BTR's High Visibility waterproof helmet cover is precisely that and while lacking the figure hugging profile, comfort and outright finesse of Gore-Tex models, comes in rather handy when God's metaphorically washing his tandem or pelting us with hail.
Packing small enough to reside unobtrusively in a medium sized wedge pack or jersey pocket, there's nothing particularly exciting about its materials or construction. We're talking common or garden canary yellow nylon with retro-reflective detailing that adjusts in seconds via draw string closure to accommodate pretty much any adult lid from Cromwell commuter to Roswell racer.
Cynics will suggest the thin, virtually opaque nature is indicative of the price and achieves less flattering effect atop sleeker helmets but it hasn't shown any builder's tarp fluttering tendencies when bustling along in blustery weather and offers welcome protection from 'ice cream' headaches.
Things do turn a little clammy given twenty minutes or so at more spirited cadences. This isn't comparable with the sogginess synonymous with old school cotton race caps when the mercury creeps past the mid-teens, although there remains familiar lag before fibres kick in, so a merino skull cap knocks both into a cocked hat.
Performance in persistent/showery conditions compares well to that of micro jackets; we're talking trace dampness rather than a royal soaking. Its yellow hue seems suitably extrovert in low light. Several mile-long shortcuts through overgrown bridle path and singletrack have provided some disturbing soundtracks, though fiendish foliage hasn't ripped ours to shreds and it doesn't object to low temperature tours de Zanussi either.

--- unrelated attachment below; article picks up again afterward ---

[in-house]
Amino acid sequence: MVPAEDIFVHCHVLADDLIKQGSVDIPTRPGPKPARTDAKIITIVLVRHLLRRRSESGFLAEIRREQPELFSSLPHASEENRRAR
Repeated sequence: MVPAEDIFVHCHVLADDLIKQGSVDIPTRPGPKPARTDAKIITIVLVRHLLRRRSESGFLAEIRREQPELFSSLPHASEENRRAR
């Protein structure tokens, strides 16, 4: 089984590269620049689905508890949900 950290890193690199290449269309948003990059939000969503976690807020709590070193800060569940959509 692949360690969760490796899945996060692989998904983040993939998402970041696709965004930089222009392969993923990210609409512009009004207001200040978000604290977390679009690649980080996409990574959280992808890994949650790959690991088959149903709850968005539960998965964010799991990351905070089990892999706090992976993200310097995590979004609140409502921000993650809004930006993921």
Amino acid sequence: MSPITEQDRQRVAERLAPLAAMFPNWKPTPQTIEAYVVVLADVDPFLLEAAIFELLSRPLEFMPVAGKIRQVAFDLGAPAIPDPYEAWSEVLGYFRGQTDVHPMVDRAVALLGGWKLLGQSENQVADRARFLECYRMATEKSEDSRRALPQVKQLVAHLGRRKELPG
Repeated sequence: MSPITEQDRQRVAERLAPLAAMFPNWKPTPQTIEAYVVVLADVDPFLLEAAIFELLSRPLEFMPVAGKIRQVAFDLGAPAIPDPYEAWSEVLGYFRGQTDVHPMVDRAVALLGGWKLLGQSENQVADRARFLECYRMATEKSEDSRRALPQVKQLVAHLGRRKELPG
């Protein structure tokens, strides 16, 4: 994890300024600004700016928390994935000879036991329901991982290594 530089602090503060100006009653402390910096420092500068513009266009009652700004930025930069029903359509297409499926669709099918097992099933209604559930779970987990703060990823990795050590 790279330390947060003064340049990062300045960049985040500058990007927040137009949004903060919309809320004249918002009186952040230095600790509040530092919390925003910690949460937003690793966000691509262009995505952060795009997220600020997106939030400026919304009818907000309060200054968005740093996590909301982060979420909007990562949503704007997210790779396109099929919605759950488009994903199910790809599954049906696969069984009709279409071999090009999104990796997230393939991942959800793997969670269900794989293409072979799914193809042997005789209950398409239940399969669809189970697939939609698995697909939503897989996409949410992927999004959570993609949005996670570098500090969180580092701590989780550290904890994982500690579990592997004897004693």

Basic but fairly cheerful wet weather cover
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Make and model: BTR High Visibility Waterproof Helmet Cover
Size tested: Yellow
Tell us what the product is for, and who it's aimed at. What do the manufacturers say about it? How does that compare to your own feelings about it?
"High quality high visibility waterproof helmet cover. Elasticated so fits the vast majority of adult cycling helmets. High visibility material with additional reflective stripes down either side for additional visibility". I'd say cheap but cheerful and highly water-resistant (sewn not welded seams)
Tell us some more about the technical aspects of the product?
100% nylon construction, one-size-fits all (adult helmets) draw cord closure, retro-reflective detailing.
Better than I was expecting and the fabric density suggests.
Not a patch on Gore-Tex but keeps the weather out without boiling one's brains.
Tell us how the product performed overall when used for its designed purpose
Overall performance was better than I was expecting on all fronts and broadly similar to that of budget micro-jackets- easily slipped in wedge packs, pockets and/or panniers in case weather should turn bandit.
Tell us what you particularly liked about the product
Relatively inexpensive, convenient and reasonably effective.
Tell us what you particularly disliked about the product
Not terribly stylish atop sportier lids.
Did you enjoy using the product? Indifferent.
Would you consider buying the product? No.
Would you recommend the product to a friend? Possibly, if they were just looking for a relatively cheap, cheerful standby.
Age: 40 Height: 1m 81 Weight: 70 kilos
I usually ride: Rough Stuff Tourer Based around 4130 Univega mtb Frameset My best bike is: 1955 Holdsworth Road Path and several others including cross & traditional road
I've been riding for: Over 20 years I ride: Most days I would class myself as: Experienced
I regularly do the following types of riding: cyclo cross, commuting, touring, fixed/singlespeed, mtb,
Shaun Audane is a freelance writer/product tester with over twenty-eight years riding experience, the last twelve (120,000 miles) spent putting bikes and kit through their paces for a variety of publications. Previous generations of his family worked at manufacturing's sharp end, thus Shaun can weld, has a sound understanding of frame building practice and a preference for steel or titanium framesets.
Citing Richard Ballantine and an Au pair as his earliest cycling influences, he is presently writing a cycling book with particular focus upon women, families and disabled audiences (Having been a registered care manager and coached children at Herne Hill Velodrome in earlier careers)